Electric vehicles and electricity
There is a broad consensus that penetration of electric vehicles (EVs) will rise throughout the world, but great uncertainty as to the timing and extent. There is also a growing recognition that automated, shared and electric vehicles (SAEVs) will be an important part of the coming revolution in sustainable mobility. Particularly in combination, shared mobility, automation and electric powertrains can result in major reductions in greenhouse gas (GHG) emissions from transportation, as well as significantly less air pollution and greater social equality. This article adopts these views as a starting point.
The central questions addressed here are: what will determine the speed and nature of EV deployment; what barriers could slow the process; and, more specifically, could the electricity system and its regulatory regime be barriers to EV penetration, or rather assist that penetration. The focus is mainly on Europe and on passenger light-duty vehicles, including battery EVs (BEVs) and plug-in hybrid EV’s (PHEVs) in cities.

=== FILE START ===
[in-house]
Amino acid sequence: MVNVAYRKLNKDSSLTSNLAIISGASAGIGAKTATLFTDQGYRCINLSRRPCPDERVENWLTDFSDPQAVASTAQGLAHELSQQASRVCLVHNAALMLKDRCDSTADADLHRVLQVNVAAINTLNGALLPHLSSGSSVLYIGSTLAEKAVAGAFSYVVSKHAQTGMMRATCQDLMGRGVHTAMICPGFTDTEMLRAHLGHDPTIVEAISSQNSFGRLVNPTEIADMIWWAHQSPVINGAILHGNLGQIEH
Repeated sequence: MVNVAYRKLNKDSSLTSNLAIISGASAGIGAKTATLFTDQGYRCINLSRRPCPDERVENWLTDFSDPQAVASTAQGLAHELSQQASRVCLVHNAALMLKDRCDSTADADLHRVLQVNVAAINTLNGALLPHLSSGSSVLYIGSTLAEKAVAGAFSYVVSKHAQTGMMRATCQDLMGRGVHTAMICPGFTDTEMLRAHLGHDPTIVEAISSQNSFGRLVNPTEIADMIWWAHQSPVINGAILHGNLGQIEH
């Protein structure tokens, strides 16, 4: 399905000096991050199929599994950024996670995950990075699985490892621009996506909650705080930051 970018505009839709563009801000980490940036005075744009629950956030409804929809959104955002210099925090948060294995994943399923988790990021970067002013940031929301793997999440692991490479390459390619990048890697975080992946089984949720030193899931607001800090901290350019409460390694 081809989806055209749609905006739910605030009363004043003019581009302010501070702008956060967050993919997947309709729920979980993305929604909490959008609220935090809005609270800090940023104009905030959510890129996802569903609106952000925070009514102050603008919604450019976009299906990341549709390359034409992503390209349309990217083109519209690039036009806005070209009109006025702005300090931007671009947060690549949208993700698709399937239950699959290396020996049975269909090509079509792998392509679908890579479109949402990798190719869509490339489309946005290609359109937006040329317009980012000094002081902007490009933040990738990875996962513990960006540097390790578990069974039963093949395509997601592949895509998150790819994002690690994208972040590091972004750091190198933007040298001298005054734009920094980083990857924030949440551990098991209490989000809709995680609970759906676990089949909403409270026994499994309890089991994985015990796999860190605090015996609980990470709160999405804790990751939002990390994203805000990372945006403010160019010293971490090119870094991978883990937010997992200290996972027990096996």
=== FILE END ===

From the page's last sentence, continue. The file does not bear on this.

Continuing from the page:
The central message is that, while electricity is obviously necessary for EV penetration, it is very unlikely to constitute a barrier to penetration, unless policy and regulation are badly designed or implemented.